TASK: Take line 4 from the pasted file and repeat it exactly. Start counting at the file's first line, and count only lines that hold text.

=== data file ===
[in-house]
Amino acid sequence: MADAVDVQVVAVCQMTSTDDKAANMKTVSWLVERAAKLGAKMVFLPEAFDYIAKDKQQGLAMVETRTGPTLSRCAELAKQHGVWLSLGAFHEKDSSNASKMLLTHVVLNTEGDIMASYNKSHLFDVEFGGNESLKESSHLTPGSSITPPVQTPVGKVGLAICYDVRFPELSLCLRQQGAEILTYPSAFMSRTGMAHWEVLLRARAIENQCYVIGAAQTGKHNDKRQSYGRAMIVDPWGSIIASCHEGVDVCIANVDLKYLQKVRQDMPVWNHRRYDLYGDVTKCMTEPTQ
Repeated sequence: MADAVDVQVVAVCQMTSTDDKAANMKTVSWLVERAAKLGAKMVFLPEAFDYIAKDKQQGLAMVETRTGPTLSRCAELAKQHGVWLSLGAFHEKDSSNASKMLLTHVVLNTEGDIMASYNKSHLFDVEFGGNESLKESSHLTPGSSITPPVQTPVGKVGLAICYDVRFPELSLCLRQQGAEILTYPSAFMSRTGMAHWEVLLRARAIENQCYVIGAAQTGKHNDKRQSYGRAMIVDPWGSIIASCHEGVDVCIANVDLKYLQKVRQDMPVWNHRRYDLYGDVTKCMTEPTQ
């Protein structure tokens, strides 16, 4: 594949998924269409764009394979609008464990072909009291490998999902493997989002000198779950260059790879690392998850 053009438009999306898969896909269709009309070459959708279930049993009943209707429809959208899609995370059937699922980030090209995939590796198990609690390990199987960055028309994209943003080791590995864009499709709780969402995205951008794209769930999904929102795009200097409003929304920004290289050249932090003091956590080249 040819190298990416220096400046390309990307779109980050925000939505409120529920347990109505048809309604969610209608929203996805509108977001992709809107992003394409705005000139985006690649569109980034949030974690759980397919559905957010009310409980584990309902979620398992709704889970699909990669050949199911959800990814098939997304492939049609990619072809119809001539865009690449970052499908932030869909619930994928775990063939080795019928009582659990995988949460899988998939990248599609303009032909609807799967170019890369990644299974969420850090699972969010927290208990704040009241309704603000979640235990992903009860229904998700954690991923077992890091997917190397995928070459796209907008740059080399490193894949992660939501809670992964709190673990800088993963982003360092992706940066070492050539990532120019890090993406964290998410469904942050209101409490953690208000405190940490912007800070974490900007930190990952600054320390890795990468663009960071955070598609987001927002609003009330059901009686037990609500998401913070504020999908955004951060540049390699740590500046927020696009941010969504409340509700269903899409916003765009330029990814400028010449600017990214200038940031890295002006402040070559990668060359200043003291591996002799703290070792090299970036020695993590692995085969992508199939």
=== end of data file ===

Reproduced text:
């Protein structure tokens, strides 16, 4: 594949998924269409764009394979609008464990072909009291490998999902493997989002000198779950260059790879690392998850 053009438009999306898969896909269709009309070459959708279930049993009943209707429809959208899609995370059937699922980030090209995939590796198990609690390990199987960055028309994209943003080791590995864009499709709780969402995205951008794209769930999904929102795009200097409003929304920004290289050249932090003091956590080249 040819190298990416220096400046390309990307779109980050925000939505409120529920347990109505048809309604969610209608929203996805509108977001992709809107992003394409705005000139985006690649569109980034949030974690759980397919559905957010009310409980584990309902979620398992709704889970699909990669050949199911959800990814098939997304492939049609990619072809119809001539865009690449970052499908932030869909619930994928775990063939080795019928009582659990995988949460899988998939990248599609303009032909609807799967170019890369990644299974969420850090699972969010927290208990704040009241309704603000979640235990992903009860229904998700954690991923077992890091997917190397995928070459796209907008740059080399490193894949992660939501809670992964709190673990800088993963982003360092992706940066070492050539990532120019890090993406964290998410469904942050209101409490953690208000405190940490912007800070974490900007930190990952600054320390890795990468663009960071955070598609987001927002609003009330059901009686037990609500998401913070504020999908955004951060540049390699740590500046927020696009941010969504409340509700269903899409916003765009330029990814400028010449600017990214200038940031890295002006402040070559990668060359200043003291591996002799703290070792090299970036020695993590692995085969992508199939």